A sorcerer is needed with a magic wand

To give voices to the graves that cannot respond.

Once there was beauty where now ugliness stands.

Time was a treasure that ripped through the hands.

Imagination was suffocated by billowing fronds

That grow on the graves where no-one responds.

No-one was someone one sunny day,

But life came along and swept them away.

Dreams vanished as the guns were fired

And the graves swallowed the bodies of those that expired.

Pass not a grave with the head bowed down.

Salute the dead with a smile, not a frown.

Graves hold the living along with the dead.

We all walk on bodies wherever we tread!

© 2016, Danny Kemp. All rights reserved

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The Night Santa Was In Trouble

Santa Claus was in trouble.

He’d lost a sack and he was in disgrace.

He was slithering down a chimney

When a child recognised his face!

Without thinking, the child asked his hero.

“Is the whole sack for me?”

Sadly Santa had no choice,

What could he do but agree?

He was now short of presents

But he tried the best that he could

To fill all the remaining wishes

And make all his promises good!

Children can’t be blamed for being greedy,

It’s adults that are to blame.

Worth is judged by possessions

And those without, well, that’s just a shame.

Now I’m an old romantic,

Always believing good will overcome.

But if we are all ‘Christians’

What have we done for Christendom?

It should not be just at Christmas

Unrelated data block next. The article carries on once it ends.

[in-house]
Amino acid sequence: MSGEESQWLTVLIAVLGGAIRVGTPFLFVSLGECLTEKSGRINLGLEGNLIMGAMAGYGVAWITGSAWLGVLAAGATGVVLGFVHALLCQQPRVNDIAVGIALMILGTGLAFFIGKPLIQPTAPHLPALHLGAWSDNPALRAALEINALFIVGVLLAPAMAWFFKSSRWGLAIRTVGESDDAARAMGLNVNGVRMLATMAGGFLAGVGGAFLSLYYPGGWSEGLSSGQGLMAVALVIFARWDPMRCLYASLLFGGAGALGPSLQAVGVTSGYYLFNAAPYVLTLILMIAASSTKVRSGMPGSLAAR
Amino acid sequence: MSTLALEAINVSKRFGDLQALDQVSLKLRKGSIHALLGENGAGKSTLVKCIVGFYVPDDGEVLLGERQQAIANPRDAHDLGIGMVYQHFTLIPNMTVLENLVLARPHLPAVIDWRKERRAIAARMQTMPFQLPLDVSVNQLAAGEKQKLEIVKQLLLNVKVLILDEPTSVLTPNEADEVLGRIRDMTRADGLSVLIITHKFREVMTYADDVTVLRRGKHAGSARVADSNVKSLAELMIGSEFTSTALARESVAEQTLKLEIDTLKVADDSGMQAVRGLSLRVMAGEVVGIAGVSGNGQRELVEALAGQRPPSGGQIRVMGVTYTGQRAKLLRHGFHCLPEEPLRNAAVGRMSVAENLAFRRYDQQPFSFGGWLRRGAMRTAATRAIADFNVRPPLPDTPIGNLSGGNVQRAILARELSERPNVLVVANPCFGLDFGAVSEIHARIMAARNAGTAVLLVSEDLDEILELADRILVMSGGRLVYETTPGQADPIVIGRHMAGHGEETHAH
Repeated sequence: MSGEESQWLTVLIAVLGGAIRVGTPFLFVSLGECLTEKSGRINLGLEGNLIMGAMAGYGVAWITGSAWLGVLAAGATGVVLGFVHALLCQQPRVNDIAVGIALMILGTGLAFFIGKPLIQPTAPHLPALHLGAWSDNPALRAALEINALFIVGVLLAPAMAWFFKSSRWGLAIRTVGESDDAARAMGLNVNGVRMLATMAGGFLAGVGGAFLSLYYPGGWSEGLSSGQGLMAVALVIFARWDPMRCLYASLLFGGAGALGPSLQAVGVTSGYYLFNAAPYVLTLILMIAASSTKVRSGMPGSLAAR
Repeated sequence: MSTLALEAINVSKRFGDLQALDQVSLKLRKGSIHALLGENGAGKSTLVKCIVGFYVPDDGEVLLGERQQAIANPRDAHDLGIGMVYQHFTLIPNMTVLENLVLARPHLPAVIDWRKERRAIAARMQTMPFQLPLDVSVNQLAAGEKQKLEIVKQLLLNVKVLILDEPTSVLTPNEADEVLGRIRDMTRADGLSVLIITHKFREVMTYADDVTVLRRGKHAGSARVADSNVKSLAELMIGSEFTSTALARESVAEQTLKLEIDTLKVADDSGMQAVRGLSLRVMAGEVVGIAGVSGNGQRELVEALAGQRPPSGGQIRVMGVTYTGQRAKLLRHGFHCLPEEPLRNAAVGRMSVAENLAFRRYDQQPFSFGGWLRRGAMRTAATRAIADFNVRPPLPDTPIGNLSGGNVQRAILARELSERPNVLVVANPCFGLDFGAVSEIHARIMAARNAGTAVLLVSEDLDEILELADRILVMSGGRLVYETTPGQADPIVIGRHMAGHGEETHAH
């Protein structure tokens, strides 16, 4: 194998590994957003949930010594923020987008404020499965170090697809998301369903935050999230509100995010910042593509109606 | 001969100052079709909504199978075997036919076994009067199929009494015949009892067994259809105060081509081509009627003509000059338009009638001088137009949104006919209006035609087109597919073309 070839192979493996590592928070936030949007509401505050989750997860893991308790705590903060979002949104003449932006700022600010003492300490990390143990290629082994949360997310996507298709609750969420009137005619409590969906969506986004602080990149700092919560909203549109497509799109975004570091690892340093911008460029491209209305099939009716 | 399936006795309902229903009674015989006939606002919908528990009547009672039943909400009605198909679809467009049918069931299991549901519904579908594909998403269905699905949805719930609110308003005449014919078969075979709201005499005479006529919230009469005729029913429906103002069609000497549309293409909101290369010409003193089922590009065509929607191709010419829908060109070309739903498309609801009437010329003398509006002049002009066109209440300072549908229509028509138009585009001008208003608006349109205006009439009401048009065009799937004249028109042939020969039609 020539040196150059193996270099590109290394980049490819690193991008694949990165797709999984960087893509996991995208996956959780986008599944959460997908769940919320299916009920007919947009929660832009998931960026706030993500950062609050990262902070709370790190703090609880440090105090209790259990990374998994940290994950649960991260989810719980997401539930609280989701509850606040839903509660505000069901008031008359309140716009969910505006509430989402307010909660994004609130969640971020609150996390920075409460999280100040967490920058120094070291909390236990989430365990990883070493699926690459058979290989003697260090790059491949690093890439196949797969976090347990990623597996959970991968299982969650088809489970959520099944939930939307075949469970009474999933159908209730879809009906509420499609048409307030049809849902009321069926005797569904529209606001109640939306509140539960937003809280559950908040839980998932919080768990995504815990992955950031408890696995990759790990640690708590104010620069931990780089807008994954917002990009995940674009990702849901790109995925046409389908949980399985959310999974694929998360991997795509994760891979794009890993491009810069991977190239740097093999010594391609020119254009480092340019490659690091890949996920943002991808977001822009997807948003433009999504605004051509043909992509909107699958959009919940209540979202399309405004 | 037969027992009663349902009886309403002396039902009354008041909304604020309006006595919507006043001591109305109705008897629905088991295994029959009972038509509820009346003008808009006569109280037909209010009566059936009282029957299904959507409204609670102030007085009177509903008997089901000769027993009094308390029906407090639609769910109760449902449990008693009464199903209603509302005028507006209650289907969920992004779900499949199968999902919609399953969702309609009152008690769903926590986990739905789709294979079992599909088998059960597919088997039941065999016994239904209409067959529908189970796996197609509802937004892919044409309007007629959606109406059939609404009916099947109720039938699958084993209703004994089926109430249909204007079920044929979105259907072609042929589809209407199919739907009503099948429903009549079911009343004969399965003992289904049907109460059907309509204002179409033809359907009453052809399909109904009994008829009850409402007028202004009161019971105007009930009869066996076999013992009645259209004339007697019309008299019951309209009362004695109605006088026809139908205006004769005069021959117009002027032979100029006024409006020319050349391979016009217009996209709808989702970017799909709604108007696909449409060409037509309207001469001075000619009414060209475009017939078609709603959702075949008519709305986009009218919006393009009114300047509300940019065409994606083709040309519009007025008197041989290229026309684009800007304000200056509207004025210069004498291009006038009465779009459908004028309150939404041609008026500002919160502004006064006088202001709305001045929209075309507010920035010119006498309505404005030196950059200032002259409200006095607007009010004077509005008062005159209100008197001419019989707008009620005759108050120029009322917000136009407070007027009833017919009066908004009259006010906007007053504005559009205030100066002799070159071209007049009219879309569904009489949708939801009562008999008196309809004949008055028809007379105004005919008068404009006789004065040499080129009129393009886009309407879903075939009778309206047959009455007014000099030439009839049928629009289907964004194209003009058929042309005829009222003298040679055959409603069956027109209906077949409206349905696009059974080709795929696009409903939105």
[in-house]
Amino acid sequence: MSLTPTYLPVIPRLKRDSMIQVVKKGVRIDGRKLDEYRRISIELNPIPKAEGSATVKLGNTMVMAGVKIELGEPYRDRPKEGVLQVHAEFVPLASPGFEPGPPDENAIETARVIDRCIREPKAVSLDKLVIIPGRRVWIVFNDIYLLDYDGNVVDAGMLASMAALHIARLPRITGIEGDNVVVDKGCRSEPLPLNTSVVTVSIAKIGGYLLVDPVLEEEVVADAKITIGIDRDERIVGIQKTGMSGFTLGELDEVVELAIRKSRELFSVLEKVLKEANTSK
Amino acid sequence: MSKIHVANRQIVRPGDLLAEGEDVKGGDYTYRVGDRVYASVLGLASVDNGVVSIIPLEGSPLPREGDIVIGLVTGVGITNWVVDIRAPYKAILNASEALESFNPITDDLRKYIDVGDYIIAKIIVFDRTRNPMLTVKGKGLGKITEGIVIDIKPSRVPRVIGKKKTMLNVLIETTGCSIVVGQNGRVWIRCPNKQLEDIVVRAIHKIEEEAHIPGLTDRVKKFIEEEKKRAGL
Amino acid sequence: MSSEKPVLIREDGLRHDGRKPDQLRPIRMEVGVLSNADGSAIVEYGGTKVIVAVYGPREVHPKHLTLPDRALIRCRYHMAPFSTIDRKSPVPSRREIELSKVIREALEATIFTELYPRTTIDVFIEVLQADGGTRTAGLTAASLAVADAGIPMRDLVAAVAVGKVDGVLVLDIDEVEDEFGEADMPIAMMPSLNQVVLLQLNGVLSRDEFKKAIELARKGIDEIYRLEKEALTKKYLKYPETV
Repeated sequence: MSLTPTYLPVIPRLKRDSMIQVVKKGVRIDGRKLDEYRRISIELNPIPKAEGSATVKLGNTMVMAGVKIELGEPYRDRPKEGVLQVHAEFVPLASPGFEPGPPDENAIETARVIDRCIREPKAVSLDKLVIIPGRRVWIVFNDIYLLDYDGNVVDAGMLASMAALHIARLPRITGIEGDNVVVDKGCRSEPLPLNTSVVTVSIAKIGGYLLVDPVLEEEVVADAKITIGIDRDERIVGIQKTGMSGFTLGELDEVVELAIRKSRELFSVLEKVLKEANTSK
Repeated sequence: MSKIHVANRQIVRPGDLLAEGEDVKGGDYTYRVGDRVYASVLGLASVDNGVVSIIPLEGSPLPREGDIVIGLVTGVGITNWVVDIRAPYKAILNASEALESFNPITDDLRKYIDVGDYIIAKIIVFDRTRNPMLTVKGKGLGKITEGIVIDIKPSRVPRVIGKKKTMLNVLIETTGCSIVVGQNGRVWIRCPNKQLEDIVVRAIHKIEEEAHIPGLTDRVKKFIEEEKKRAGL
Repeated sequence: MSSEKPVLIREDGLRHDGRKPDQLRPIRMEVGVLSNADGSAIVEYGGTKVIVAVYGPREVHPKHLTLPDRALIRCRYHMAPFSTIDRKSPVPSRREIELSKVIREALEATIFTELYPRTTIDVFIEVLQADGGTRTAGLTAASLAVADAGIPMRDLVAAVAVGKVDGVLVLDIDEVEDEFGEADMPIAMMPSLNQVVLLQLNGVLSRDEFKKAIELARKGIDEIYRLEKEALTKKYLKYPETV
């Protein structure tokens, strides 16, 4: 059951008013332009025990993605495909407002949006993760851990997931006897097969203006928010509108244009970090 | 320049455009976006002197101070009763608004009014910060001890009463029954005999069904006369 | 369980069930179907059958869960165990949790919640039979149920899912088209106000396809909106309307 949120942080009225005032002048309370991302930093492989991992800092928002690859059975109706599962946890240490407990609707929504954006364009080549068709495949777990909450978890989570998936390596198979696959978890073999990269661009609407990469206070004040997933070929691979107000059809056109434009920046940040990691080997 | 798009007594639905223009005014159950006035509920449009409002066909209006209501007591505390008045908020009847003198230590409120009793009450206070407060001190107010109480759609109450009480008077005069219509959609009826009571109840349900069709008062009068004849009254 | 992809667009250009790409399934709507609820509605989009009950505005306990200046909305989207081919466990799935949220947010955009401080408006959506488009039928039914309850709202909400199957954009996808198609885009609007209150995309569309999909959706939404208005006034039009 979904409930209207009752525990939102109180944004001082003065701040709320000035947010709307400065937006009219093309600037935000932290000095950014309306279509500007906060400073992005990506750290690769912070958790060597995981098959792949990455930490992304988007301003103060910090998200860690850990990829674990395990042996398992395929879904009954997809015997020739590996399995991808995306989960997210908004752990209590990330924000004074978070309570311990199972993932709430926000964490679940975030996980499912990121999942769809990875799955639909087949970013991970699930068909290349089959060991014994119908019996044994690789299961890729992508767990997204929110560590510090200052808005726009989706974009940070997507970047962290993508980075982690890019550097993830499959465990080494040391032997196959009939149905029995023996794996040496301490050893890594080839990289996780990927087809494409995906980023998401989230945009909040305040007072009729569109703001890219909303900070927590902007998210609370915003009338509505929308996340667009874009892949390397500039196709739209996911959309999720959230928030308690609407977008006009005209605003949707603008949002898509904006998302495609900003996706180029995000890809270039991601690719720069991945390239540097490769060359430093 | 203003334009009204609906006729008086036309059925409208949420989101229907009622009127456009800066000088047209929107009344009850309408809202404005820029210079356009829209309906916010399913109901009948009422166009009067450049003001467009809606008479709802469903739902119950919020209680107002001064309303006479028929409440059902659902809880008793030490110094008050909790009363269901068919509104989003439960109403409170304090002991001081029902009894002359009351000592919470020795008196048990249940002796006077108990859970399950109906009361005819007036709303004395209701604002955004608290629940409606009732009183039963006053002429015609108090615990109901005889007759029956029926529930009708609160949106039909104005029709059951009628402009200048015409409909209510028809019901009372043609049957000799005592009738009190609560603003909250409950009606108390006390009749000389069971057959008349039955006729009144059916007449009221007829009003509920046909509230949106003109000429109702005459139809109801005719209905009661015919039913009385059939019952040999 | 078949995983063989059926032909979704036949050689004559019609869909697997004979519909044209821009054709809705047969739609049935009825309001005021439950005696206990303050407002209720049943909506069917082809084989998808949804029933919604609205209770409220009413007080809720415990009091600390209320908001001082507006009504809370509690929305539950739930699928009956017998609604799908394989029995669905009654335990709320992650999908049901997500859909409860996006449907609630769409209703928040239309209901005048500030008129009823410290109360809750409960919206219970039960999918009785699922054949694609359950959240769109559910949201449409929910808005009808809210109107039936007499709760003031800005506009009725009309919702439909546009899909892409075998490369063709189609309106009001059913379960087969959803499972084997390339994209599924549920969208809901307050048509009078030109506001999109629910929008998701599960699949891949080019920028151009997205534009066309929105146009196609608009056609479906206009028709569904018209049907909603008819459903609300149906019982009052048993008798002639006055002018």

That we remember those with less.

Each day is a new beginning,

Another chance for more thoughtfulness.

© 2016, Danny Kemp. All rights reserved.

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If Christmas Was Not Just Once a Year

To not live alone and be apart

To welcome love and share a heart

To take a blow without complaint

To offer peace without constraint

To be pure when morals scream

To only see beauty in all you dream

* * *

To show compassion to those in need

To be content with no thought of greed

To wish for nothing and ask for less

To live a life without duress

To offer silence in a raging storm

To be yourself and not conform

* * *

To accept the pitfalls along your path

To smile and always be willing to laugh

To see good where others see bad

To be happy and never be sad

To be complete with love to spare

To live in colour where nothing is bare

* * *

To encourage and abide

To be humble and not full of pride.

To wish that fear could abate

To offer friendship and speak no more of hate

If Christmas was not just once a year

If no child never cried a tear!

* * *

Sentimental words and points of view

If only some were all we ever knew!

© 2016, Danny Kemp

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Cheryl Holloway

Cheryl Holloway’s interview


This kind lady interviewed me and the result is on her blog.

Title: The Secret and The Secret Lies Where No One Belongs: A Supplement to The Secret

Genre: Mystery/Thriller/Suspense/Terrorism

Synopsis: What does an armed robbery in London’s Charing Cross Road in July 1972 have to do with a meeting held in Vienna thirty-five years earlier?

What connects the wartime survival of a Jewish man who worked in the offices of the Chancellor of Austria to the murder of a Catholic priest some twenty years after the end of the Second World War?

What has the slaughter of three hundred Nama tribe folk at their settlement in Namibia, got to do with the Under-Secretary-General to the United Nations?